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Try secondhand items before buying new

By on October 14, 2014

Sometimes you buy appliances only to find that you don’t really use them. There are times they might not perform the way you expected, too. It’s great if you’re able to borrow an appliance from friends or family to test out before spending any money. The first reader tip shares another option to avoid buyer’s remorse.

Try secondhand first:

I’ll often scour garage sales and thrift shops for items that have caught my eye and that I suddenly think I can’t live without but am not sure will serve my needs. I figure if I can pick something up inexpensively to try out, it’s worth it. Last year, I picked up a rectangular folding campfire cooking grate for $1.50 at Goodwill; they sell new for about $14. I used it while camping a couple of weeks ago and decided I didn’t like it because the height can’t be adjusted, so I’ll be donating it. — Spiritdeer, Minn.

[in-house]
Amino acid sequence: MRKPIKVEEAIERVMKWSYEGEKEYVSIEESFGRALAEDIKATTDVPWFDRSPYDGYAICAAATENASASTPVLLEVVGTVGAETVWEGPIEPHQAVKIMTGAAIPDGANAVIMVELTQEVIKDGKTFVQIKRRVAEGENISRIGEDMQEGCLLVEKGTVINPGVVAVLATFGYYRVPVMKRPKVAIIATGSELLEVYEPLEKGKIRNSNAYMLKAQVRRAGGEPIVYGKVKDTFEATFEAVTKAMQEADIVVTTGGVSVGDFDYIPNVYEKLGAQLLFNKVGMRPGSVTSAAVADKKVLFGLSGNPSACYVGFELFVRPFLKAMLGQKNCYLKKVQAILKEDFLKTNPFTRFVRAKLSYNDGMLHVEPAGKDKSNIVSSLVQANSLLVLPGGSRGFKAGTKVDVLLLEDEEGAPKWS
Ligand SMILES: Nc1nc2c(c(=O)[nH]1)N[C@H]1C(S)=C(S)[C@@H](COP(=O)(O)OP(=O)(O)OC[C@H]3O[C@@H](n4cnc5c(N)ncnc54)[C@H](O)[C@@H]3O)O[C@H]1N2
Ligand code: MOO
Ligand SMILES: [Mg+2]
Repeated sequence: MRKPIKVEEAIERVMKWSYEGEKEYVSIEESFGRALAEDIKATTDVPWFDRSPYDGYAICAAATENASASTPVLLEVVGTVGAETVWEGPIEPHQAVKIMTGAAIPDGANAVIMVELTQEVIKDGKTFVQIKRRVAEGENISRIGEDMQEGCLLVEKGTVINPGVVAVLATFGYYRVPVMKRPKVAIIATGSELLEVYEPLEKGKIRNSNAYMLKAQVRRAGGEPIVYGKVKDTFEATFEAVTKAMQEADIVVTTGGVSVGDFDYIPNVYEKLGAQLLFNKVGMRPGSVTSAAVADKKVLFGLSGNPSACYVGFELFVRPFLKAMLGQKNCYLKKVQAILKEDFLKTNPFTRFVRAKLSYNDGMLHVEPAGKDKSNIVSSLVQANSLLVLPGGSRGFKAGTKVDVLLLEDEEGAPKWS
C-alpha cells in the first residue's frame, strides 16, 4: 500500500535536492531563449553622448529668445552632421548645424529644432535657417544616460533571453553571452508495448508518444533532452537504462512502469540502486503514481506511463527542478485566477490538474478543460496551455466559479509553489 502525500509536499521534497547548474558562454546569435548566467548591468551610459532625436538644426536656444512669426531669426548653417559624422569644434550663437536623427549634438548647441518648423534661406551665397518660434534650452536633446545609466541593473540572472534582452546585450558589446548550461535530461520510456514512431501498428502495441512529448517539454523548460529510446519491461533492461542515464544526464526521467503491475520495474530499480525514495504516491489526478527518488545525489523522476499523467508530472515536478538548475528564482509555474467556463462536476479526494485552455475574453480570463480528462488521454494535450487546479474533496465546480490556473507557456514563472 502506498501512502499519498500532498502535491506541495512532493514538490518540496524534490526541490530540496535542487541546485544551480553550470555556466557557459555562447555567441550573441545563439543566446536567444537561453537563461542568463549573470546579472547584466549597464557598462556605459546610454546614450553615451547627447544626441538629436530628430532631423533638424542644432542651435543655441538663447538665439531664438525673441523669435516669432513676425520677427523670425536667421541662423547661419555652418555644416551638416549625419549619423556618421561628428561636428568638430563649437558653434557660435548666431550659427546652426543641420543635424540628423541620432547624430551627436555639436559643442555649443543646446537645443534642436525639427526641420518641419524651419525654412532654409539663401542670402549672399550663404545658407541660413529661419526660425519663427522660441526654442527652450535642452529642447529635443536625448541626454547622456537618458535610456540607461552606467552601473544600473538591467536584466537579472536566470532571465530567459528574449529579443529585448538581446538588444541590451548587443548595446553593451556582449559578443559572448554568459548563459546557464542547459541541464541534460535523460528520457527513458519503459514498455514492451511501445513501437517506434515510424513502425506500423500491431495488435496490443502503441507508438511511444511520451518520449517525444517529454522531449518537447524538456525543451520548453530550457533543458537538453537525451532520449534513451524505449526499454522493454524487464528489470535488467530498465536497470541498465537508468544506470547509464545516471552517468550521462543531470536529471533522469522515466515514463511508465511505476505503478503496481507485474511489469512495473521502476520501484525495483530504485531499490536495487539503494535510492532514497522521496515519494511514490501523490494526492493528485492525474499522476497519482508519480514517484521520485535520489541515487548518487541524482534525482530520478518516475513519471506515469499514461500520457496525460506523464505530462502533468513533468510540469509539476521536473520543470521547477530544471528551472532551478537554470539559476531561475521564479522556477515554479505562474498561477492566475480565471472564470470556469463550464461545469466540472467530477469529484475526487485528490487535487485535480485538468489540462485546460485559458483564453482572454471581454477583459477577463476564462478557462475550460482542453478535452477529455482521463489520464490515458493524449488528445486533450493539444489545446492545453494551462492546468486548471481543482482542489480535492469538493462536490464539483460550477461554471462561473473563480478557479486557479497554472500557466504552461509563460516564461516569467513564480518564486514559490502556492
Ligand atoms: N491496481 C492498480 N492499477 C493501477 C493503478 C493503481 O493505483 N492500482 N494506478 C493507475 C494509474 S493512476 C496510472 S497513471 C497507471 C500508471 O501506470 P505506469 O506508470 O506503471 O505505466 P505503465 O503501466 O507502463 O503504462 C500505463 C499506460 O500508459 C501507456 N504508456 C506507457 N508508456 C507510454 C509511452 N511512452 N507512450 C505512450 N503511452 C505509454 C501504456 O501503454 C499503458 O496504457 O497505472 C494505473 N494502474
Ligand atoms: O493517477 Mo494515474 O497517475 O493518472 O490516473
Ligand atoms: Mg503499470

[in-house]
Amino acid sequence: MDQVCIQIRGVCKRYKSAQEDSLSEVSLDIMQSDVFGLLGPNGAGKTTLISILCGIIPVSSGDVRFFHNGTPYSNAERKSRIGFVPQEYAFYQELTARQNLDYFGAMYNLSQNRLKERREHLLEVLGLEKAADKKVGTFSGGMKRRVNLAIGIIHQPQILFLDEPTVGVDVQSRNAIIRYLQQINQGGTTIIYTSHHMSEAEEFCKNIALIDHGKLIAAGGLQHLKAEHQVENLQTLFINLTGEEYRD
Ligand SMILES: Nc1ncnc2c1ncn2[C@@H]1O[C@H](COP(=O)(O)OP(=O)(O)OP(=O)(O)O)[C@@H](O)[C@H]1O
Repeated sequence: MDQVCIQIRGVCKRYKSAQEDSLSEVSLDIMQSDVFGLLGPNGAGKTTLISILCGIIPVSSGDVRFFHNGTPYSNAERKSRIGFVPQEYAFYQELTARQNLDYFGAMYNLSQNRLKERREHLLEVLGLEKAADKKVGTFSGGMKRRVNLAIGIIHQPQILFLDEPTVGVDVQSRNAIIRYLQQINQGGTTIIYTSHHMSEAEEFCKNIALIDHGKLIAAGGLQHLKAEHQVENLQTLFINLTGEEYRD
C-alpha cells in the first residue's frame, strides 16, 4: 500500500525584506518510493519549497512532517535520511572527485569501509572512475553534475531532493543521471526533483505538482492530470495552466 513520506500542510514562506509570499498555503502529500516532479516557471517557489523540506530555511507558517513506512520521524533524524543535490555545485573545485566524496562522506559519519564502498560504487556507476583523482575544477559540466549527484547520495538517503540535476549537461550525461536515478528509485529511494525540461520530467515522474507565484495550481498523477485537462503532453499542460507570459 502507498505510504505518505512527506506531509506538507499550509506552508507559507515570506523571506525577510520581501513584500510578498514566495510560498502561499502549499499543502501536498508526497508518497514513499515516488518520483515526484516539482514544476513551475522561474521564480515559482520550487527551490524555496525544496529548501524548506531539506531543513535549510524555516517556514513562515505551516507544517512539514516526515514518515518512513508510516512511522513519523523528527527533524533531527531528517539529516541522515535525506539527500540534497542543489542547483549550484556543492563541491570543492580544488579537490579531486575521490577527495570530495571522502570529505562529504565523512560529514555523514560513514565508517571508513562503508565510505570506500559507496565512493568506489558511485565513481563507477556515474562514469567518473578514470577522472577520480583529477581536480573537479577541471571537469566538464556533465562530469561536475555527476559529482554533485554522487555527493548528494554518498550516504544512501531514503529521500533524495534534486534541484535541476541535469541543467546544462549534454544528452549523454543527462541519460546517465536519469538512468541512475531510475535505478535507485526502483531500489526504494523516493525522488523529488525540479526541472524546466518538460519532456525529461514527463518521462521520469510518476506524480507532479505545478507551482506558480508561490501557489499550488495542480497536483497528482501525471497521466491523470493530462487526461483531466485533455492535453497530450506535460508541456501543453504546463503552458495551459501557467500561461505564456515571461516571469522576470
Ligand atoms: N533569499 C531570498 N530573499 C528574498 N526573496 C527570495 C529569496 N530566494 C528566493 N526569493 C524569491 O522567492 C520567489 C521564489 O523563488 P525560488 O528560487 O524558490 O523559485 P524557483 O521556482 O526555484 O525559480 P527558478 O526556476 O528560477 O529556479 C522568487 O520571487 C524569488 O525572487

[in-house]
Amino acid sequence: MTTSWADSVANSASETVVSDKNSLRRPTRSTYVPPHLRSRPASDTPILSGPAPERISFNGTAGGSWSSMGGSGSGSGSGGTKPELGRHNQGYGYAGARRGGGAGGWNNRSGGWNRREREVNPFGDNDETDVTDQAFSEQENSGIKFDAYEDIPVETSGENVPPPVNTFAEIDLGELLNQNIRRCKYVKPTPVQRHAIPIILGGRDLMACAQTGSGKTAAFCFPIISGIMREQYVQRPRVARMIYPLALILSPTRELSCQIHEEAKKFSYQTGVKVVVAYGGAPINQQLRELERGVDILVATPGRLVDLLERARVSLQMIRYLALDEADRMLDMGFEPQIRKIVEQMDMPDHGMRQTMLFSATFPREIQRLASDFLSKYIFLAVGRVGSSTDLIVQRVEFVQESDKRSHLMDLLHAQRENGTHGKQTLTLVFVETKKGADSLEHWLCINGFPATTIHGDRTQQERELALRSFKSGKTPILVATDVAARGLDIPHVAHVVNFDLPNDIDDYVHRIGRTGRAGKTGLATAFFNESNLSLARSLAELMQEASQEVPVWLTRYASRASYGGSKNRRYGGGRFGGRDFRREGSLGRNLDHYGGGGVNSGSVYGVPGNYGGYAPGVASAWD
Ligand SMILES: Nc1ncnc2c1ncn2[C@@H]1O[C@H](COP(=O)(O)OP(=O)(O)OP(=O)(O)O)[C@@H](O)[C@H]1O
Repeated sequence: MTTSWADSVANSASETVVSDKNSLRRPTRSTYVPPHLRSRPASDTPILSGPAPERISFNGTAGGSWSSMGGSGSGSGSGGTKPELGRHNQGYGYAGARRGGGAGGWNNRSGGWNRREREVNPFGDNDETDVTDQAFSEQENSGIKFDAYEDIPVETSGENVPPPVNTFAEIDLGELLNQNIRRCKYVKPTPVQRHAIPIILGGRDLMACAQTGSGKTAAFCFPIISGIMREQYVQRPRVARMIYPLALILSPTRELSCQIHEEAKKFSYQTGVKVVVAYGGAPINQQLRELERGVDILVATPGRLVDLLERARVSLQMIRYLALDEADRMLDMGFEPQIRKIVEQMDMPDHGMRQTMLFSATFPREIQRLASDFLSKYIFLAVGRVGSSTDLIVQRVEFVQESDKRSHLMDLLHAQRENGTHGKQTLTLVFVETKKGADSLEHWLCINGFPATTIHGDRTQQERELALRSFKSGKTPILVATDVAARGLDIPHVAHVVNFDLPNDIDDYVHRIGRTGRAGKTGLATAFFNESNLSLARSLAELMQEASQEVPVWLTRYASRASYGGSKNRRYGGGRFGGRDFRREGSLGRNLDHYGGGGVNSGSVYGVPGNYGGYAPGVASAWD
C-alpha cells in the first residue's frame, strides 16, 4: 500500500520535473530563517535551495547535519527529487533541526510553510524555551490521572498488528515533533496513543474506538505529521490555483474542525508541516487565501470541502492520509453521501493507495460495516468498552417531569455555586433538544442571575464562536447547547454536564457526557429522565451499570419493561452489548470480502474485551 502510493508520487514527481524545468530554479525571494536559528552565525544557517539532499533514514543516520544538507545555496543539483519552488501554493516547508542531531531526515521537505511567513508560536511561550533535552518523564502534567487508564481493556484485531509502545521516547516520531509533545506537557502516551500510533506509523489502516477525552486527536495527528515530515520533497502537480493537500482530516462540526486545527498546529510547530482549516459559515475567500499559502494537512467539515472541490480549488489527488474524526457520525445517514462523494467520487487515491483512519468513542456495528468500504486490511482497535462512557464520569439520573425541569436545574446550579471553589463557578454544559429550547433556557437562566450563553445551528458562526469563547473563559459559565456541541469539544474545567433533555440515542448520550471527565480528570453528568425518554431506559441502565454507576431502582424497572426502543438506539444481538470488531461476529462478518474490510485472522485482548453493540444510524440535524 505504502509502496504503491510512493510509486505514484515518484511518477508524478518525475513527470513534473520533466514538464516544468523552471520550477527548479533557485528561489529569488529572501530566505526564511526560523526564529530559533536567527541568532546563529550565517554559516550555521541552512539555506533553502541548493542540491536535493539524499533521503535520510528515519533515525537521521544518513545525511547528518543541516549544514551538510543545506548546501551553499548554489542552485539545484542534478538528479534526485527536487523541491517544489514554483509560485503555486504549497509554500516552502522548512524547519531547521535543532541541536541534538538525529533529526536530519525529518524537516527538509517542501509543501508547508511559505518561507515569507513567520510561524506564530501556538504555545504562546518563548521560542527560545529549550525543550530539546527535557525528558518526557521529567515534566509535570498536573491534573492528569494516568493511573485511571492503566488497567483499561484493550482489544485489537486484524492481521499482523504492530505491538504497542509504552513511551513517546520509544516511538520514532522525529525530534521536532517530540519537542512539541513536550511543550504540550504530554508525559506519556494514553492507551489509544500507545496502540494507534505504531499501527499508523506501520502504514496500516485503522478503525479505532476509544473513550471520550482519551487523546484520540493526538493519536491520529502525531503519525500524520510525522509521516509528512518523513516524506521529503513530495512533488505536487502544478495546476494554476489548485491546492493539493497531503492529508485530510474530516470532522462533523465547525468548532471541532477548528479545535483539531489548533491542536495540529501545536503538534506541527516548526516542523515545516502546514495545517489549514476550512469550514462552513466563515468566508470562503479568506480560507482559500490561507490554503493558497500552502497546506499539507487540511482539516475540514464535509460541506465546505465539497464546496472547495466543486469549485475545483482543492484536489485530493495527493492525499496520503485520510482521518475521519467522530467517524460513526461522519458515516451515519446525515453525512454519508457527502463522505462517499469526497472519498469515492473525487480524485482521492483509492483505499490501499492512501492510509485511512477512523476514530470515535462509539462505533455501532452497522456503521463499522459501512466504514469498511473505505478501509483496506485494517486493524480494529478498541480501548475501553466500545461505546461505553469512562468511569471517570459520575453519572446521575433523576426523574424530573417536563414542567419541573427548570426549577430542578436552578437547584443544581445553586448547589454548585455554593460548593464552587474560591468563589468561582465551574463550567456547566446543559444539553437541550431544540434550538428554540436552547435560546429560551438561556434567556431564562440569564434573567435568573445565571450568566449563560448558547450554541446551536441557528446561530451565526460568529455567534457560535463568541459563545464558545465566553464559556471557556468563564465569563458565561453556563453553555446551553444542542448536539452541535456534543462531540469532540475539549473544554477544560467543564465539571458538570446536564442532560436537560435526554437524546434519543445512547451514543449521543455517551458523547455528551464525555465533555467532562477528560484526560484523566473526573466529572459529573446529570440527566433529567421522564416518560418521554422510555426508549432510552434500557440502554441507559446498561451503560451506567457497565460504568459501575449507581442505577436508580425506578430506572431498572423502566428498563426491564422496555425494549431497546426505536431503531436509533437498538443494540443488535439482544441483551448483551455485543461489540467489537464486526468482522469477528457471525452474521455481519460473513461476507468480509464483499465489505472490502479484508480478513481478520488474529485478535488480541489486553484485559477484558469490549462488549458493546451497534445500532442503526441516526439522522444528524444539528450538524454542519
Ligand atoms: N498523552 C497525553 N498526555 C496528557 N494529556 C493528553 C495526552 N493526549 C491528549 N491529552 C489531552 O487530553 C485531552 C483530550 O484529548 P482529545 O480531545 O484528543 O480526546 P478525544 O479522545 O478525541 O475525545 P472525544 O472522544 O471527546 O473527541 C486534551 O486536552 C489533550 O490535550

Remove bloodstains:

When I had a bloody nose at school, the blood dripped all over my blouse. Our school nurse used rubbing alcohol to remove it. It worked well. — Karen D., Iowa

Recycle air conditioner filters:

Take the paper trim off the filters, then use the filters to insulate water pipes. The wire mesh on the filter holds a lot of wrapping and the pets don’t bother it. — Frances, Texas
(Note from Sara: The filter the reader is referring to is a pleated air filter that has an attached wire mesh.)

Reuse dish soap bottle:

I fill an empty cleaner bottle with water and use it to fill my iron. The squirt-top makes it easy to pour the water in the small hole. — Dawn, email

Uses for Fels-Naptha soap:

I love Fels-Naptha soap! I started using it as a child when I would help my mother with the wash and have used it ever since. It gets out baby stains wonderfully, and it always got out the grass stains on my son’s uniforms for baseball, soccer and football. Now I am making my own laundry detergent with it and will never use anything else. Walmart sells it pretty cheap, too. — Denise, email

Suggestion for recipes:

Another suggestion for cookbooks is Taste of Home’s cookbooks and magazines. I go to the library and check them out; Taste of Home has recipes that use ingredients you typically have on hand. — Linda, email


photo by jamonitmack

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